Higher ed subcommittees address Title IX change, sign off on projects

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Sep. 21—A subcommittee of the North Dakota State Board of Higher Education struck a portion of its Title IX policy, after an out-of-state court case invalidated it.

Members of the academic and student affairs committee met on Tuesday, Sept. 21, a day of multiple subcommittee meetings, to remove the language from the policy and handle other matters. The particular section that was removed deals with cross examining a witness in a sexual harassment case.

According to Eric Olson, general counsel for the SBHE, a Massachusetts court ruled in July that the section in question is "arbitrary and capricious," after a lawsuit was filed by Title IX advocates. Olson said the U.S. Department of Education announced it would not appeal the ruling. Due to that court case, the SBHE now needs to amend that section of its policy.

"As a result, we find ourselves in a position where our policy conflicts with the regulations as enforced by the Department of Education," Olson said.

Subcommittee members moved to strike a paragraph from the policy, which covers schools in the North Dakota University System. Olson said he is working with UND's Title IX staff to draft new language for the policy. Board members will hear that new section at a meeting in October.

In the interim, universities in the state will need to rely on their legal representatives as to how to conduct cross examination of witnesses in sexual harassment hearings.

The Academic and Student Affairs Committee also approved the creation of a graduate certificate in software engineering at UND, as well as tenure for two professors, one at UND and the other at North Dakota State University.

Sanjay Goel, a professor at UND's Middleton School of Entrepreneurship and Management, was approved for tenure as was Colleen Fitzgerald, an English professor at North Dakota State. Goel has been a professor at UND for 15 years.

As with all of Tuesday's agenda items, ASAC members voted unanimously for the professors' tenure applications.

"Motion approved and congratulations to those two faculty," said committee chair Jill Louters.

The committee also moved to standardize how NDUS schools report enrollment for summer semesters. The committee moved to update its enrollment reporting policy to align with financial aid and National Student Clearing House guidelines. Beginning in October, a full-time undergraduate student will be defined as being enrolled in at least 12 academic credits. Full-time graduate students will be defined as being enrolled in six or more credits.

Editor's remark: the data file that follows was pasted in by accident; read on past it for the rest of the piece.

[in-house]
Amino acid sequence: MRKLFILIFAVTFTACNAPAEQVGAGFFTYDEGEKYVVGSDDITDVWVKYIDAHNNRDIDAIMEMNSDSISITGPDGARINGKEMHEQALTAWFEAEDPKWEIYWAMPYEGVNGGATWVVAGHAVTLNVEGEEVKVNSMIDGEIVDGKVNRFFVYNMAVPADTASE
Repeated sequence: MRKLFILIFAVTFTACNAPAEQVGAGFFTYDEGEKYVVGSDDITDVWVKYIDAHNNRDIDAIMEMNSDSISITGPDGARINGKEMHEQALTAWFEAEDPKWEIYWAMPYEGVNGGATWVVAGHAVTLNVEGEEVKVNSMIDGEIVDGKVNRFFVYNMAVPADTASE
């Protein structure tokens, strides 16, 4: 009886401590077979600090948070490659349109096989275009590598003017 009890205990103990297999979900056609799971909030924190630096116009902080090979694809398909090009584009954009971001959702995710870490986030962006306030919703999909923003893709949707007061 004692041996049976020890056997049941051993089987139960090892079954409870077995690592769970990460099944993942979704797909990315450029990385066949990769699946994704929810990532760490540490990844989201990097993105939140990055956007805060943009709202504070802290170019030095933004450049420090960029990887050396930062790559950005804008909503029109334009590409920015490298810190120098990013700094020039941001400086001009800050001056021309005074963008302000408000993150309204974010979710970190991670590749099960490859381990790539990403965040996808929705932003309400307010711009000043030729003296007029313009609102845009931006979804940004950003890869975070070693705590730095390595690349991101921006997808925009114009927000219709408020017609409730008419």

Also meeting on Tuesday was the Budget and Finance Committee, which addressed a number of routine housekeeping measures, namely cleaning up the language in several policies, deleting old dates and making a few clarifications. One of those clarifications creates a deferred payment plan for students. The plan allows for 12 payments and is not to exceed one year.

BFC members also signed off on a number of projects at universities in North Dakota. Dakota College at Bottineau was given permission to issue up to $2.5 million in revenue bonds to build a dining facility on campus. Dickinson State University was also allowed to increase the construction budget of a building from $4,284,500 to $4,609,000.

At NDSU, committee members OK'd a $2.4 million renovation of Ladd Hall, and authorized the university to officially begin fundraising for a new performing arts building. School administrators said the project will cost an estimated $45 million.

NDSU was also given permission to rename the Agricultural Products Development Center in honor of an anonymous donor. The donor's name and the official name of the facility will be released in conjunction with the full SBHE meeting on Sept. 30.

Committee members also approved of a reduction in what it costs to administer the NDUS retirement plan. TIAA, the record keeper of that plan, said it can reduce it's pricing for the plan's administration due to increased plan efficiencies and technology. Members also approved returning 90% of nearly $300,000 to plan participants, on a pro rata basis. The money comes from excess revenue generated by the plan.

The retirement fund oversight committee was also directed to prepare a due-diligence report on how the plan is being administered, and if it is receiving the correct services.

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